Am I too old to have a baby?
That is a question that creates deep anxiety for some women every day. Aware that their biological clocks are ticking, many women find anguish in reluctantly putting off motherhood for a host of personal reasons.
These can range from finding a suitable mate to advancing their education and jobs, or wanting to be financially stable before starting a family.
The Centers for Disease Control and Prevention/ National Center for Health Statistics reported that the birth rate among teens and women in their early 20s hit historic lows in 2012. Meanwhile, the proportion of women having babies in their 30s and early 40s rose.
Is there a magical age when a woman is simply too old to have a baby?
Naturally speaking, the answer is yes. After menopause, a woman’s fertility stops as hormone levels drop. Menopause is defined as the absence of your menstrual period for one year.
Generally, menopause starts between age 40 and 55 years of age and lasts 5-10 years. However, recent research shows that biological age doesn’t always correlate with a woman’s reproductive fertility.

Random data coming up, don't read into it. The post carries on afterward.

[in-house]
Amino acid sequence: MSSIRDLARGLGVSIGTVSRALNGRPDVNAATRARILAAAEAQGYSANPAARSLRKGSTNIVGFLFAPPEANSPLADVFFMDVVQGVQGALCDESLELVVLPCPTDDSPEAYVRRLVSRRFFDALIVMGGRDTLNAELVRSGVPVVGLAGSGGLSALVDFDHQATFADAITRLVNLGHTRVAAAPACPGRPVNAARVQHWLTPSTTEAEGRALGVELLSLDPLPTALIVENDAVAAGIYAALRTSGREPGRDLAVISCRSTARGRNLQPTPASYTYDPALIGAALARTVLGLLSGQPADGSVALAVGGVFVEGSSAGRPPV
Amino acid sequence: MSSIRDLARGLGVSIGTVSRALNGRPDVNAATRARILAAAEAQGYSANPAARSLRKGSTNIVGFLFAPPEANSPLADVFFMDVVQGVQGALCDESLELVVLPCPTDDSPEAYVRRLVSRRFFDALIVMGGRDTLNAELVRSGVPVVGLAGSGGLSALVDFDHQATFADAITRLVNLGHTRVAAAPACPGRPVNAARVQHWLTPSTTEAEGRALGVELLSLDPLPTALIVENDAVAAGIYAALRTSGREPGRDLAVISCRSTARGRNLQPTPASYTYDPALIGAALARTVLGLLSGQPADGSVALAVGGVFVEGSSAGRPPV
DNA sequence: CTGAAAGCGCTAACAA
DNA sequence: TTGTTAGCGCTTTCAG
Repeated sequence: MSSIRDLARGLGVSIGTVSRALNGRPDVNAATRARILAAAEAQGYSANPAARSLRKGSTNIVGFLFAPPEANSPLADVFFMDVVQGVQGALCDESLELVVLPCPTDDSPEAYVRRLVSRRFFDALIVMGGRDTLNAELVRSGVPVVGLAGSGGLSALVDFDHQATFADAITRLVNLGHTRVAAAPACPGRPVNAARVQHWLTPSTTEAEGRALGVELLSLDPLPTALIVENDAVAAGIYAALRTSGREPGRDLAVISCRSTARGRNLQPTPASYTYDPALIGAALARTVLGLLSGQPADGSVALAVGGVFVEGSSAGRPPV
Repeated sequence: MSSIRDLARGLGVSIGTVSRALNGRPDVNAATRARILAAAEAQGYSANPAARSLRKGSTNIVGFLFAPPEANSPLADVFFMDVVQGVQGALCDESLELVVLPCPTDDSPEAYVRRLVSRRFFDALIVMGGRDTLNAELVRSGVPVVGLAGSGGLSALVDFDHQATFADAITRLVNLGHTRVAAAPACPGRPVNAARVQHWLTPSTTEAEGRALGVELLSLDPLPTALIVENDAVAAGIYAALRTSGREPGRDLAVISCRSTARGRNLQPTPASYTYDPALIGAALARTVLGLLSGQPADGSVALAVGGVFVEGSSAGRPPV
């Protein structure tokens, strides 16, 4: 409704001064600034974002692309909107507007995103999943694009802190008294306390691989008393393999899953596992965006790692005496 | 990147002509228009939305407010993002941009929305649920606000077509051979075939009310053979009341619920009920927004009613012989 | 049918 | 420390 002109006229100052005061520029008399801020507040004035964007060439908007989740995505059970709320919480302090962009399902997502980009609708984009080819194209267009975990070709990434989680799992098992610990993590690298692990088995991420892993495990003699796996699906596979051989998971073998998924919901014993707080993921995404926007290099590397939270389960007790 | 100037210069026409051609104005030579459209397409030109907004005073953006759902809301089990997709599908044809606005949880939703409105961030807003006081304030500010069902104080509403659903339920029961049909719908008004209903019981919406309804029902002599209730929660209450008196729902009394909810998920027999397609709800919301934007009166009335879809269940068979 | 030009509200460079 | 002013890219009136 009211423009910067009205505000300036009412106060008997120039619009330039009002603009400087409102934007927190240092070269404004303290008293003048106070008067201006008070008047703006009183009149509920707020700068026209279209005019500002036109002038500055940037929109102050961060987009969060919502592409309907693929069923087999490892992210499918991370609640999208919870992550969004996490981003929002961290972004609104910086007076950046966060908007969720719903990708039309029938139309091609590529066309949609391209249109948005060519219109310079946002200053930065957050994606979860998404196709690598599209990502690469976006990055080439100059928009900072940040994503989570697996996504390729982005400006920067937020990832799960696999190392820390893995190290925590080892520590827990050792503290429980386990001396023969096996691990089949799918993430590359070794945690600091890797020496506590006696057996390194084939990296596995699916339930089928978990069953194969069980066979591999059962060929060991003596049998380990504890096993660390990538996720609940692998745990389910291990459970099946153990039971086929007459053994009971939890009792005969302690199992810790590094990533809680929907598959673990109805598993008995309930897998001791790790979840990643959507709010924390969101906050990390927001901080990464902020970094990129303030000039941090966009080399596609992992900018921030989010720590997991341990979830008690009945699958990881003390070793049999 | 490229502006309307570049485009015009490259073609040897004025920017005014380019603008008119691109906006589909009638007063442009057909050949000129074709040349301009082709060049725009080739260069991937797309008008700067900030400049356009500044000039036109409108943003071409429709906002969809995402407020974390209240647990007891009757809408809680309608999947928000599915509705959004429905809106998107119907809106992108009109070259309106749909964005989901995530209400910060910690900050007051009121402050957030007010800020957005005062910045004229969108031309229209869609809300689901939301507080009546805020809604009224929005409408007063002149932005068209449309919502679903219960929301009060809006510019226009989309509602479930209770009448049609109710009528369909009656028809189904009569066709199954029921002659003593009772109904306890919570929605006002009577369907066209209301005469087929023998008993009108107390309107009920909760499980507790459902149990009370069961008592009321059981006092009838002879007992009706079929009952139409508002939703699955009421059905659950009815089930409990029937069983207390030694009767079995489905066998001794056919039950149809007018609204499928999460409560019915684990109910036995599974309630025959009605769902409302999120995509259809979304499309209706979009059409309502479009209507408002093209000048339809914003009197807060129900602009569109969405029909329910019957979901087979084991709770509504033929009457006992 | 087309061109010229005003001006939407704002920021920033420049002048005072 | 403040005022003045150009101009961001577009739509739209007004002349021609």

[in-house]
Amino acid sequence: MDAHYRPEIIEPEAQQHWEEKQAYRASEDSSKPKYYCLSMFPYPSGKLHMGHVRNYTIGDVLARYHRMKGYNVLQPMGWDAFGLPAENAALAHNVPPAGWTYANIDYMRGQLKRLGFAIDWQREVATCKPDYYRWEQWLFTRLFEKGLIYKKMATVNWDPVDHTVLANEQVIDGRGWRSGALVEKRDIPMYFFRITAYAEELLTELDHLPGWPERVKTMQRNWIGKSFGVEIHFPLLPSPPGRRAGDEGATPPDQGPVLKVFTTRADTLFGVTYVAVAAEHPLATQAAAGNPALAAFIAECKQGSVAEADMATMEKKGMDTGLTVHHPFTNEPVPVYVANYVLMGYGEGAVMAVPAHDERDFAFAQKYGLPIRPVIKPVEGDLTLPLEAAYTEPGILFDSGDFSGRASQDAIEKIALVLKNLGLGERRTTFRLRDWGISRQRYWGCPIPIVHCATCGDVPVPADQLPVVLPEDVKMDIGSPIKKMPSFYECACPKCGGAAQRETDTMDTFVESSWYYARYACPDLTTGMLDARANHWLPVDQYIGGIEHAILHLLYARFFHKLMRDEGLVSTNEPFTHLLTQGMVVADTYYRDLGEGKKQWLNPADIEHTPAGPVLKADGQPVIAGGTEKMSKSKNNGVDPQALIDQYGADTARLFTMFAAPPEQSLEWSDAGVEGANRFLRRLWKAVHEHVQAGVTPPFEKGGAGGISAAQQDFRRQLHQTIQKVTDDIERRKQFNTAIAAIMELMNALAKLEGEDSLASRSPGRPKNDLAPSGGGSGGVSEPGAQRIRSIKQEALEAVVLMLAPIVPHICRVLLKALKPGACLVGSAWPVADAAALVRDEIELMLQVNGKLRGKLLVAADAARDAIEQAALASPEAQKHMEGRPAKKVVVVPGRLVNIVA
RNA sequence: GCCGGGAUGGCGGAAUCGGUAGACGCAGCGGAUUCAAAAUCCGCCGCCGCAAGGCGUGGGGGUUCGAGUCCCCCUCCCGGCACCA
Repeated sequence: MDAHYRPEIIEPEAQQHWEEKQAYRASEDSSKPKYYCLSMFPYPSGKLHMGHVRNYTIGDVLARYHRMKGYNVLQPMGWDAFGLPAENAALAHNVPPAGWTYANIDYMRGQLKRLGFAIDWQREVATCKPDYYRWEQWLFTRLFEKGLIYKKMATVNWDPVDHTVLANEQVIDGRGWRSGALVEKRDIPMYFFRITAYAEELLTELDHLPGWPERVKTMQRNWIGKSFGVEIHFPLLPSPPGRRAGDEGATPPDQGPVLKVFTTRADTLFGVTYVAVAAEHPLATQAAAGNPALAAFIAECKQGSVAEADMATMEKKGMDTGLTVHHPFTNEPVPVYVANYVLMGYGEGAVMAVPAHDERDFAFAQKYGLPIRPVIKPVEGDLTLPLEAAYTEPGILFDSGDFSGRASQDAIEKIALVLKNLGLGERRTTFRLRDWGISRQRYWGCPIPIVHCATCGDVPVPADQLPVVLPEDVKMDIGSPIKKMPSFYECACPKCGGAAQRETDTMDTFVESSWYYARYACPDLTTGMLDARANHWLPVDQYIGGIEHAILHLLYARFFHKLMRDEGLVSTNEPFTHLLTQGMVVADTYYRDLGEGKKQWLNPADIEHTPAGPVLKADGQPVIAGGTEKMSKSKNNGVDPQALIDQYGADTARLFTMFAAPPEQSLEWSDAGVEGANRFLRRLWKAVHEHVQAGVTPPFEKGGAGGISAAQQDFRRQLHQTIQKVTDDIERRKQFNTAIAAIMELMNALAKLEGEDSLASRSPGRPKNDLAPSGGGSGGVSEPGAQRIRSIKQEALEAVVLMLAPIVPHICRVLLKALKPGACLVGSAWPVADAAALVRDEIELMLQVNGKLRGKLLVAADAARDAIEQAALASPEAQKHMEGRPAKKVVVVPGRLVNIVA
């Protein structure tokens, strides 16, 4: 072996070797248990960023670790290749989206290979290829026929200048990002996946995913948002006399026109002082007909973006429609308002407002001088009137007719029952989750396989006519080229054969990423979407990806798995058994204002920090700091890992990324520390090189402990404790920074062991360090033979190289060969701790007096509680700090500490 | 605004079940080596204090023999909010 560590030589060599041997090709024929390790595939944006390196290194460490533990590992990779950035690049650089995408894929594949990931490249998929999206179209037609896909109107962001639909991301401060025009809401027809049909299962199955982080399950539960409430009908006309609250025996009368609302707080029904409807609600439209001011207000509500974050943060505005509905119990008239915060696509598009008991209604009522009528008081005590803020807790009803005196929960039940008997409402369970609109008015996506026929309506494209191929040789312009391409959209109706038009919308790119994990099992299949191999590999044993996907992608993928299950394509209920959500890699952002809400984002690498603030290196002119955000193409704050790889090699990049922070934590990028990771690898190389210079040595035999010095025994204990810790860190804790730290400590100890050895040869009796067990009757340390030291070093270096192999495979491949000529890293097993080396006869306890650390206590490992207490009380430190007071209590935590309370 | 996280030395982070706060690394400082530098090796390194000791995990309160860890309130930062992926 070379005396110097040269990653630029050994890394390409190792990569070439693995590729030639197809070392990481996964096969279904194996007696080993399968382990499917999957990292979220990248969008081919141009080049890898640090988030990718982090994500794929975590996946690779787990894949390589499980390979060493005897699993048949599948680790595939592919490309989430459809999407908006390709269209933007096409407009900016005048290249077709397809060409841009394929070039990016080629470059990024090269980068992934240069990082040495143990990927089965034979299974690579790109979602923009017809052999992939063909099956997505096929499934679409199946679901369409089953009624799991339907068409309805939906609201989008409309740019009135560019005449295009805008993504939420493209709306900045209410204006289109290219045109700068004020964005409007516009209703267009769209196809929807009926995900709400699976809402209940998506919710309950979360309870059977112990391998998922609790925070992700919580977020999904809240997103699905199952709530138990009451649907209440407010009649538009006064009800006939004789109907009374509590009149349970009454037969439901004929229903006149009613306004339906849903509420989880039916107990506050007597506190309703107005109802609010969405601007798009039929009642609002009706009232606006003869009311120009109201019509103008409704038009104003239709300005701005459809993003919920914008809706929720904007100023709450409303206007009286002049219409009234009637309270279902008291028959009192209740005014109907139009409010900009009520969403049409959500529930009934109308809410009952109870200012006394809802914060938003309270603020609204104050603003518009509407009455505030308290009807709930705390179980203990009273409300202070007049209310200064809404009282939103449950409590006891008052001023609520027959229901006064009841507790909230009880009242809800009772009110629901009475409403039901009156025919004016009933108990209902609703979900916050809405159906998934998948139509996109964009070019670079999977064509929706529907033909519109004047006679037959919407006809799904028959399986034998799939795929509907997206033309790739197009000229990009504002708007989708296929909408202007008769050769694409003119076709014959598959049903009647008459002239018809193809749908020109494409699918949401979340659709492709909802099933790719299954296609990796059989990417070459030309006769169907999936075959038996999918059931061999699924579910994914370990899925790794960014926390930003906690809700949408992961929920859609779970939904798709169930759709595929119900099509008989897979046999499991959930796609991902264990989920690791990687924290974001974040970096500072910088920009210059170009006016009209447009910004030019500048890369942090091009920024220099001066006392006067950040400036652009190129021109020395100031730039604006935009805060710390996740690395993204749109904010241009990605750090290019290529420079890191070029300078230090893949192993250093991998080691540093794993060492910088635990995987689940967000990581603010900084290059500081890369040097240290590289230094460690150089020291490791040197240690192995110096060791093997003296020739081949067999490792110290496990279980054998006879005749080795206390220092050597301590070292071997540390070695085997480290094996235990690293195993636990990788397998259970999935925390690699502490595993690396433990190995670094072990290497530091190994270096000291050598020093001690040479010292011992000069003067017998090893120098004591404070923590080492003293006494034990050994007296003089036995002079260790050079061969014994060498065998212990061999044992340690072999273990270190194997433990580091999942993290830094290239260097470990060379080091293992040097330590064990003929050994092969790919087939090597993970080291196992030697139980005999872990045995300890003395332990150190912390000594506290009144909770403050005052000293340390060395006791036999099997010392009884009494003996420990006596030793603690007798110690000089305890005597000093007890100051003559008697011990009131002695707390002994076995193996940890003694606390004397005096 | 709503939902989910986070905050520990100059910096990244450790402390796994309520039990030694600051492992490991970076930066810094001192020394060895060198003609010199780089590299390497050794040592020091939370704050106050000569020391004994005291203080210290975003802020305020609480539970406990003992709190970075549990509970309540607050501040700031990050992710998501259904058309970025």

Some women can have successful pregnancies at the age of 50, whereas others are unable to get pregnant when they are 30 years old. Researchers are not yet able to fully explain such differences, but there’s mounting evidence that our biological clocks tick at different rates.
Just as the age of menopause onset varies, “the natural ability to have a child at an older age likely indicates that a woman’s reproductive system is aging slowly, and therefore so is the rest of her body,” said Thomas Perls, a professor of medicine at Boston University School of Medicine.
Perls and his colleagues conducted a study published in the journal Menopause which found that women who gave birth after age 33 had twice the odds of living to 95 years or older than those who had their last child by age 29.
The study did not prove causation. But it did indicate that gene variations enabling women to have babies by natural means at a later age may also be tied to living longer lives. Other studies have turned up similar results.